Swedish singer-songwriter Nicolai Dunger debuted with two albums of
surreal songs, that sound influenced by
Tim Buckley and
Songs Wearing Clothes (Telegram, 1996) and
especially Eventide (Atrium, 1997), boasting neoclassical arrangements.
His Van Morrison-ian voice blossomed on the more regular songs of
This Cloud is Learning (Dolores, 1999 - Overcoat, 2005).
A mixed blessing, the songs are rarely capable of capitalizing on his
(If I Were A Little Star, Independence, Songbegging).
Dunger persevered in the original underground project with Blind Blemished Blues (Hot Stuff, 2000), the first part of a trilogy completed by A Dress Book (Hot Stuff, 2001) and Sweat Her Kiss (Hot Stuff, 2002).
In the meantime, Dunger the mainstream singer delivered
Soul Rush (Dolores, 2001),
enhanced with lavish arrangements of strings, horns, piano and percussion
(mostly by the Esbjorn Svensson Trio).
This album achieved the fusion of soul, jazz and rock that Dunger had been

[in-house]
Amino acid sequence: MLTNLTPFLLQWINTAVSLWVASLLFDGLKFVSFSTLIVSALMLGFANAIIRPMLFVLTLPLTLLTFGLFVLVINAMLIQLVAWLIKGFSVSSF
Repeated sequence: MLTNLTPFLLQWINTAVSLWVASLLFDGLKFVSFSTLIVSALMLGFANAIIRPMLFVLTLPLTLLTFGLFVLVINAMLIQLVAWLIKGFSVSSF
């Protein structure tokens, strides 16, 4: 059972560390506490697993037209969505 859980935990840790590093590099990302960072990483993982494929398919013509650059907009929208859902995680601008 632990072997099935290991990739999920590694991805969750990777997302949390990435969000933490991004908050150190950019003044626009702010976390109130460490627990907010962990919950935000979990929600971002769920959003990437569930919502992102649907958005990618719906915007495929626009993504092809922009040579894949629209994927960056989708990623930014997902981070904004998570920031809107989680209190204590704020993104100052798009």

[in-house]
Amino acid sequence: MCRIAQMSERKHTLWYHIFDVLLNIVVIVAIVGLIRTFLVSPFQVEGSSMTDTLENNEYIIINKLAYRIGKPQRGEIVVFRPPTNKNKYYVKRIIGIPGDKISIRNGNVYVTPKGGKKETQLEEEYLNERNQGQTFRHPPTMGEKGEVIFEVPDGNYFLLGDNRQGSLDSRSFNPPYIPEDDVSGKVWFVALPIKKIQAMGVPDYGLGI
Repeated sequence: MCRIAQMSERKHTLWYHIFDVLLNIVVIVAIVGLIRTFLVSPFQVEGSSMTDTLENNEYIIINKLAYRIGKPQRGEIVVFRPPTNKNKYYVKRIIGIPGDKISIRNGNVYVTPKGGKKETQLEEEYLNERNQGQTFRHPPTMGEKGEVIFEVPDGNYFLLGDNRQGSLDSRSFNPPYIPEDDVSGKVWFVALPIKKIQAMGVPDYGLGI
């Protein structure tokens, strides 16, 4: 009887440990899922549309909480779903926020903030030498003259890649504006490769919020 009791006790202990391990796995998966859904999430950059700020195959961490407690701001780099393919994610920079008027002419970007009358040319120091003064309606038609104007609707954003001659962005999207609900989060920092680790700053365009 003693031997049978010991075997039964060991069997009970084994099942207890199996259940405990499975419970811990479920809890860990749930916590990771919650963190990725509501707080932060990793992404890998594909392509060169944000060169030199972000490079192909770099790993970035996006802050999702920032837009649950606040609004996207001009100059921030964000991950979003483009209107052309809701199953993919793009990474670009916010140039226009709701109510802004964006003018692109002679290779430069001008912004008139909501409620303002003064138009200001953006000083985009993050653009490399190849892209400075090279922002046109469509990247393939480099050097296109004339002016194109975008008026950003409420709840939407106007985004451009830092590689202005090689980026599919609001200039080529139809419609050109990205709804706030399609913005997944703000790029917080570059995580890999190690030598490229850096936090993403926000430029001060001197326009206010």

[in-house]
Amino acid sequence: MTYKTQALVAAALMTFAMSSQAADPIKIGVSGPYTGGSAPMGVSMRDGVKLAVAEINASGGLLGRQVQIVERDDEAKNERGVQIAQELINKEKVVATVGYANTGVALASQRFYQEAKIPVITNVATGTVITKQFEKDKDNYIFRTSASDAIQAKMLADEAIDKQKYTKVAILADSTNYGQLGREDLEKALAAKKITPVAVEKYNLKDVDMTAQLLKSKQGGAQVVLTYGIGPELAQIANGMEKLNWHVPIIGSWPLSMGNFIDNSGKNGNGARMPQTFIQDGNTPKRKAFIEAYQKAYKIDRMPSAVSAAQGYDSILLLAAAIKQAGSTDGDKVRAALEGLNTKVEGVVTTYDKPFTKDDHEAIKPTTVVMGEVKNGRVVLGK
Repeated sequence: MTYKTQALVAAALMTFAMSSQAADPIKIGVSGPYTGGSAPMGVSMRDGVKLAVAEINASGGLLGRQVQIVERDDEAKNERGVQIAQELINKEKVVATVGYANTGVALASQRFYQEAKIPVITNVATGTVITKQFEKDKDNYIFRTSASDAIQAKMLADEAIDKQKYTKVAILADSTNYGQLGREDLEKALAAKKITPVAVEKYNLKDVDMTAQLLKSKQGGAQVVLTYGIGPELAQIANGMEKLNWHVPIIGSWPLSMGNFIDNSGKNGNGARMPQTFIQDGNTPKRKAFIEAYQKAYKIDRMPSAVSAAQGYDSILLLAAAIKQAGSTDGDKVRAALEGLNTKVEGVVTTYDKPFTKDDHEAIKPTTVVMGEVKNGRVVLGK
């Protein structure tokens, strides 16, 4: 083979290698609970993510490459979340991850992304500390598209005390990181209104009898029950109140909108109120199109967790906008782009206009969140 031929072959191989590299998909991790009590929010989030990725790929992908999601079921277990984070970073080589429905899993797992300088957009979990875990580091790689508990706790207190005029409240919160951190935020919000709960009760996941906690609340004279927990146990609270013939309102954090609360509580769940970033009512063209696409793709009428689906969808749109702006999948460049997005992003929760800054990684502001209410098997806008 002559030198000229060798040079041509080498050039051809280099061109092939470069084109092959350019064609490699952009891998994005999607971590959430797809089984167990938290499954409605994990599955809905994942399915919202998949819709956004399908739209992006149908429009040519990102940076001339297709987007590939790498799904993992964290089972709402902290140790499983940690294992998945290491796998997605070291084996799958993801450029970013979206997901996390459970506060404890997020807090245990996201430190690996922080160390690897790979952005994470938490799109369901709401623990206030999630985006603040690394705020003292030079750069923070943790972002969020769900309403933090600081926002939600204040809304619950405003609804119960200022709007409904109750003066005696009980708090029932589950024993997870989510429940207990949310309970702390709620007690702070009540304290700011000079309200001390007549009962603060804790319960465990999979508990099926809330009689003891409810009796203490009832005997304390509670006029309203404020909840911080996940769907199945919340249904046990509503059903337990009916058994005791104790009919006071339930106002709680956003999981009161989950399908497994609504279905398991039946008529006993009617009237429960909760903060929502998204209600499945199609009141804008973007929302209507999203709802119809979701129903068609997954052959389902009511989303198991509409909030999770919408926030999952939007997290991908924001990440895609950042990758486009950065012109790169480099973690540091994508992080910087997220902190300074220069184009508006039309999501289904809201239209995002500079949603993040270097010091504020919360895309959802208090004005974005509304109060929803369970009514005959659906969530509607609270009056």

looking for, while retaining a more or less traditional song format
most of the time
(I'd Rather Die, All the Love Days and Tears, Soul Rush,
Dr Zhivago's Train, Something New).
The final triptych of the
six-minute Ballad Of A Relationship, the
seven-minute Where Harmony Is Heard and the
six-minute closer Pass The Chains
upped the ante, introducing a new master of introversion.
Far less ambitious, Tranquil Isolation (Dolores, 2002 - Overcoat, 2003)
wasted the intuitions of its predecessor in a rather trivial alt-country format,
with the notable exception of the
six-minute Last Night I Dreamt of Mississippi.
Just like Tranquil Isolation, something is missing from
Here's My Song You Can Have It (Universal International, 2004 - Zoe, 2006),
compared with the achievements of Dunger's early career, as if he had suddenly
become afraid of his emotions and his musical intuitions.
Backed by Mercury Rev, the album is mostly devoted to shorter songs
(the piano-driven Country Lane,
the horns-infected Way Up High,
the lyrical Wild White Horses)
except for the eight-minute The Year of the Love and Hurt Cycle.
The album continued to reduce his ambitions while emphasizing his emotions in a
way that, willingly or unwillingly, resembled the path followed by Van Morrison.
Nicolai Dunger's experimental alter-ego A Taste Of Ra delivered two confused
A Taste Of Ra (2005) and
II (2006), but then converged on
Van Morrison's blues-jazz-folk fusion for small chamber ensemble with the
six-movement suite Morning Of My Life (2007).
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